The 2015 Consumer Electronics Show wrapped up in Las Vegas last week, and for as much as there were many exciting developments in consumer electronics technology showcased at the event there was plenty of pointless gadgets, gizmos and concepts that won’t likely resonate with consumers or make it off the show floor.
Curved TVs and screens
Curved TVs first made an appearance in prototype form at the 2013 CES. Last year they were once again in the spotlight, but more for Michael Bay’s Internet-breaking flubbed appearance than for actual consumer enthusiasm.
At CES 2015 manufacturers brought out curved TVs in full force. There were also a number of curved computer monitors as well. Nearly every vendor in the display business had one or the other.
But the problem with curved displays is that vendors have yet to present a compelling use case for them. Vendors claim that the curvature of the screen matches the natural curvature of the eye, thus presents a more immersive experience, but that effect is not really noticeable unless you have a very large screen. Plus unless you view the screen at a perfect angle — directly in front of it — things simply won’t look right. Being on the wrong end of the curve means the image will look distorted.
Curved TVs are more expensive than traditional flat panel sets, and likely command higher margins per unit sold. Both Samsung (KRX:005930) and Sony (TYO: 6758) are struggling with slowing growth, and need a new product to excite consumers and get them to continue to buy TVs. Unfortunately, sales data shows that enthusiasm from consumers for these curved displays is limited at best.
Too many Internet of Things
Intel (NASDAQ:INTC) has been hyping the Internet of Things for quite some time, and it CES it seemed like nearly every company at the trade show had an IoT device. Philips (NYSE: PHG) for instance brought $60 IoT enabled Hue light bulbs,while Samsung — its CEO’s keynote was focused on the topic — brought IoT connected appliances.
Two of the big problems with IoT that have been brought up before are sticker shock and security. Vendors need to convince the public the extra costs of an IoT device compared to a non-IoT counterpart are worth it while addressing the security concerns of having everyday objects connected to the web.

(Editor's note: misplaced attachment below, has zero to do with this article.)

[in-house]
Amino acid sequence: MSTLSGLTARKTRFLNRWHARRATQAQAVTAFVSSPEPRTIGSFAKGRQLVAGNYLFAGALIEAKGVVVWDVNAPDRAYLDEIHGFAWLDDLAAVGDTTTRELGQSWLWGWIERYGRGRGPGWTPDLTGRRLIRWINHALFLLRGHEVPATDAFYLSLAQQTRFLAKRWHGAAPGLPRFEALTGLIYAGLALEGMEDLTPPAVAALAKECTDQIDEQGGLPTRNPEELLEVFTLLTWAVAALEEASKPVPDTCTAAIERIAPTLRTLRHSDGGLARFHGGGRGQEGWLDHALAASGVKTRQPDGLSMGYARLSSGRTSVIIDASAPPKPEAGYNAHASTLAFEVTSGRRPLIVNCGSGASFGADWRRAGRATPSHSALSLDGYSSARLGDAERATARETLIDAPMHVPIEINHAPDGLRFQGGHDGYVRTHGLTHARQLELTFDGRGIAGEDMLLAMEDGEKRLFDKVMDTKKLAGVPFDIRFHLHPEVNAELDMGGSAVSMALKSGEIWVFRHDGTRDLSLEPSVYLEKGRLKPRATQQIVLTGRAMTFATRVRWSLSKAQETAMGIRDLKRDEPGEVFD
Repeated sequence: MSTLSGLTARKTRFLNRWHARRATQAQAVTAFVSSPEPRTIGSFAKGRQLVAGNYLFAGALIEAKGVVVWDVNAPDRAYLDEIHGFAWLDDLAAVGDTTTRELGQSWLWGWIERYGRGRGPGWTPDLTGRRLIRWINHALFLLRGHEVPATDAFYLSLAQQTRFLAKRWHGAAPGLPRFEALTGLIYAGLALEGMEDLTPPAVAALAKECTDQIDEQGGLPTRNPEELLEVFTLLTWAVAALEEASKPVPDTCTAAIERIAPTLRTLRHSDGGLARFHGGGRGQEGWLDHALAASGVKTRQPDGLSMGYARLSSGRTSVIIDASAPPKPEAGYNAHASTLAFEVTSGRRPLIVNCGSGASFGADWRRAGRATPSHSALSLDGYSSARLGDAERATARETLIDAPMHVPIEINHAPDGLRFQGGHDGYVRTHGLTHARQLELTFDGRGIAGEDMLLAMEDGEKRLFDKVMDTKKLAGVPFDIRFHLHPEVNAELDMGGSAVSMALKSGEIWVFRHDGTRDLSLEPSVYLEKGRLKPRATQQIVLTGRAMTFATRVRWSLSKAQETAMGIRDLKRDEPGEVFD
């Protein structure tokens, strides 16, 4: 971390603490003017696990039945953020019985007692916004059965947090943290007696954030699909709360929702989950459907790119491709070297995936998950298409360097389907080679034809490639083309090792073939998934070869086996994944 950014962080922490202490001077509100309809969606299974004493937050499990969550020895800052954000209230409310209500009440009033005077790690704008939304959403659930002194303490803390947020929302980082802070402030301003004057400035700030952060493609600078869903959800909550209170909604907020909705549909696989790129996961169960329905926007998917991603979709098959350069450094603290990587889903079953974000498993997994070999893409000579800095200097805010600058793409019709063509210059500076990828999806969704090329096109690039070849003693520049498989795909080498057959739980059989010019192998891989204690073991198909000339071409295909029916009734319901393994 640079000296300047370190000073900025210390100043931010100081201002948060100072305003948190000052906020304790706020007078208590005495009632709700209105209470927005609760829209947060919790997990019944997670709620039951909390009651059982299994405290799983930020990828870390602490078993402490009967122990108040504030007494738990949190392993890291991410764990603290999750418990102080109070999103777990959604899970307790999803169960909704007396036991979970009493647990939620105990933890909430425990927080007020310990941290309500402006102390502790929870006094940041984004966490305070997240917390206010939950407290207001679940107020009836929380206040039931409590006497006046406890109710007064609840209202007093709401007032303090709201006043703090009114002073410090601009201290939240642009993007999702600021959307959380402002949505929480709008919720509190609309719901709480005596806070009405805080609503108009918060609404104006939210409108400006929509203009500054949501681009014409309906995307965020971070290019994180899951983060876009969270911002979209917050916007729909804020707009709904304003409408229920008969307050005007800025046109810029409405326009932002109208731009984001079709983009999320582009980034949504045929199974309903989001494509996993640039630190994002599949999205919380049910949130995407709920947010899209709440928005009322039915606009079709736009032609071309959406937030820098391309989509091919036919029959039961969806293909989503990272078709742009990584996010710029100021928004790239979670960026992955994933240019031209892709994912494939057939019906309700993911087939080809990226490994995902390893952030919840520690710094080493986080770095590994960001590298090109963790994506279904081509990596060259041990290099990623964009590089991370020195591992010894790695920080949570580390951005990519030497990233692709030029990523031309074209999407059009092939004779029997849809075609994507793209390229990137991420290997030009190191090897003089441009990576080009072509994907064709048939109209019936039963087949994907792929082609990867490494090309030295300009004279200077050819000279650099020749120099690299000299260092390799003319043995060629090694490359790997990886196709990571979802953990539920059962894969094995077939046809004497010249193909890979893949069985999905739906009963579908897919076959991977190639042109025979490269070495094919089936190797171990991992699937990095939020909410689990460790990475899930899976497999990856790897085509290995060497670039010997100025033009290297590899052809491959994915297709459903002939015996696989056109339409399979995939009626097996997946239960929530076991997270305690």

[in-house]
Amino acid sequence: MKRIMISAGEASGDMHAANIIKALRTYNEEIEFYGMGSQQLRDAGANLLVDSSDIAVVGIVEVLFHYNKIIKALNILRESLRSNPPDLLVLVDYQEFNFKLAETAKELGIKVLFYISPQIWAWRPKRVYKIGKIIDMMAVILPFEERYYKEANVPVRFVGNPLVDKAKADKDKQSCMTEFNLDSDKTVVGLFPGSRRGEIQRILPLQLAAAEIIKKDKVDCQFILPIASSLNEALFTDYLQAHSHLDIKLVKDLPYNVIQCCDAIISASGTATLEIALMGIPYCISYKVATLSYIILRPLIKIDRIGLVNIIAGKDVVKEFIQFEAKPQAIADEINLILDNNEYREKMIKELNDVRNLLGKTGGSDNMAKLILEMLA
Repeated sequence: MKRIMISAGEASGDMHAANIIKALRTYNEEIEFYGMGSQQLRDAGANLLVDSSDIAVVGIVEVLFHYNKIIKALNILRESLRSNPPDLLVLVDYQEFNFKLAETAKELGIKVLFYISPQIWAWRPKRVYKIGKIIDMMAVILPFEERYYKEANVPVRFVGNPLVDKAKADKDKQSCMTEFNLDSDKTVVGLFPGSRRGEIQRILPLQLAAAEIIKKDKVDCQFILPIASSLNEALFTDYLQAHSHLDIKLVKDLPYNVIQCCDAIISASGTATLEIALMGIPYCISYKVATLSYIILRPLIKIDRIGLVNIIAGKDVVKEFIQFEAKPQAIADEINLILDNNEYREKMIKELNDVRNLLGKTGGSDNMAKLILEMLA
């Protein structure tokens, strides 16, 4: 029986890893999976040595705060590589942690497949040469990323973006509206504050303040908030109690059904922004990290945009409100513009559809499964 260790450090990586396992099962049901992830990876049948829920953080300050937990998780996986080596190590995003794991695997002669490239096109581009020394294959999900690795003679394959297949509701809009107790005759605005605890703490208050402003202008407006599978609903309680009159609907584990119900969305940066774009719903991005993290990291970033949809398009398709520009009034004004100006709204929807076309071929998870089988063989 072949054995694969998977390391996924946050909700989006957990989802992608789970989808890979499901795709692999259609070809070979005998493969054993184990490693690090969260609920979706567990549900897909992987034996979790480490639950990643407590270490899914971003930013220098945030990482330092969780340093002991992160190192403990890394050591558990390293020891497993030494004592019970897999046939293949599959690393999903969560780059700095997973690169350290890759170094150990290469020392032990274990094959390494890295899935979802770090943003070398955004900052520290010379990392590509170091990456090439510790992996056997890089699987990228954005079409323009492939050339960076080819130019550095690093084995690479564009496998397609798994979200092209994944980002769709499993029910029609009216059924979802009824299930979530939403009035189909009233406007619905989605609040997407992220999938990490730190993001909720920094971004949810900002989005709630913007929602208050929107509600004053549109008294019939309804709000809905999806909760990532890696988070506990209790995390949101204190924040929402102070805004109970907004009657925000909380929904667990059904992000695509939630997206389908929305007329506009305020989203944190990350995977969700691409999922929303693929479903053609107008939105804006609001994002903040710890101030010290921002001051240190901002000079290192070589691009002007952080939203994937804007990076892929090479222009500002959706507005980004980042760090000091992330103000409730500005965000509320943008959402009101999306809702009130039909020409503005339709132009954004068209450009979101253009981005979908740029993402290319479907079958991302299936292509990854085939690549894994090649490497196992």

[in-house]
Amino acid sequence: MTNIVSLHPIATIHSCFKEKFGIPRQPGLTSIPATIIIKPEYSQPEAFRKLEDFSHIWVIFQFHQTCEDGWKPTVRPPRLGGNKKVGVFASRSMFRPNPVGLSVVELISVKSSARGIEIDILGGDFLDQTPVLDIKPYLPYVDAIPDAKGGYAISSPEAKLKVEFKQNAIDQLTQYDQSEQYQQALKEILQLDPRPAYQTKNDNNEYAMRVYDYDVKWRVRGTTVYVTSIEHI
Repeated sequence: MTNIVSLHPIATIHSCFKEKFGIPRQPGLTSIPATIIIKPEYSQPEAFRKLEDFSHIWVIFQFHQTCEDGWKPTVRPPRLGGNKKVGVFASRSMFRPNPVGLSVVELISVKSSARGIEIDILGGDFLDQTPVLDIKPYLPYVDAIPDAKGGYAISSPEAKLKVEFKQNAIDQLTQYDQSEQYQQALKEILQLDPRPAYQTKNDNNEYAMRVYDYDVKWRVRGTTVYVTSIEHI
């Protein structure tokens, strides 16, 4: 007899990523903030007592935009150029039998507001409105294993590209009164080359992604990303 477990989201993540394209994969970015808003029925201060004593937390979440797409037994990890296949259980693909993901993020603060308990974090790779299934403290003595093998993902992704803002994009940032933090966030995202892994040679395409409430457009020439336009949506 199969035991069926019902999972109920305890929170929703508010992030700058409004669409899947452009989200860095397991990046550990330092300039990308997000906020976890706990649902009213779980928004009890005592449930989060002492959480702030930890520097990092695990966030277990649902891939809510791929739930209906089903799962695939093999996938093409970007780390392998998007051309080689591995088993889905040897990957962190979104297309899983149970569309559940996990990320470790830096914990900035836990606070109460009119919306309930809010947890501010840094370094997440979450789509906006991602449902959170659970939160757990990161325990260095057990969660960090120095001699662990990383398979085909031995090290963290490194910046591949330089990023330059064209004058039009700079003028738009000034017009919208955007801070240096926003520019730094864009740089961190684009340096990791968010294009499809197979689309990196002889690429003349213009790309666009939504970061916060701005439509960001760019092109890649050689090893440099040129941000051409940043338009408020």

But there’s also a third problem with IoT: too many competing standards. Every vendor that brought an IoT device to CES also brought a competing and incompatible standard.
During his keynote, Samsung’s CEO proposed a $100 million fund to develop an open standard for IoT — a must to ensure that a house full of IoT devices can talk to one another.
But until an open IoT standard is developed, and embraced, by most of the world’s IoT vendors the technology will remain, as Gartner calls it, the most overhyped technology in development.
Though CES isn’t really a mobile-focused show, next month’s Mobile World Congress, a number of vendors brought smartwatches to the show.
But try as they might, the market for smartwatches simply isn’t there. Apple (NASDAQ: APPL) might be able to gain some traction and attention with its iWatch, but other vendors are struggling to figure out how exactly to market these devices to users. In fact, during a panel on the topic at CES a number of prominent industry players admitted that they still haven’t quite figured the market out altogether.
“I have yet to find a killer app that makes me want this,” Creative Strategies president Tim Bajarin is quoted as saying on stage during the panel.
Perhaps vendors are having trouble finding a market for the devices because consumers are generally skeptical about the devices. A survey from December by UBS found that only 27% of users are very likely or somewhat likely to buy a smartwatch.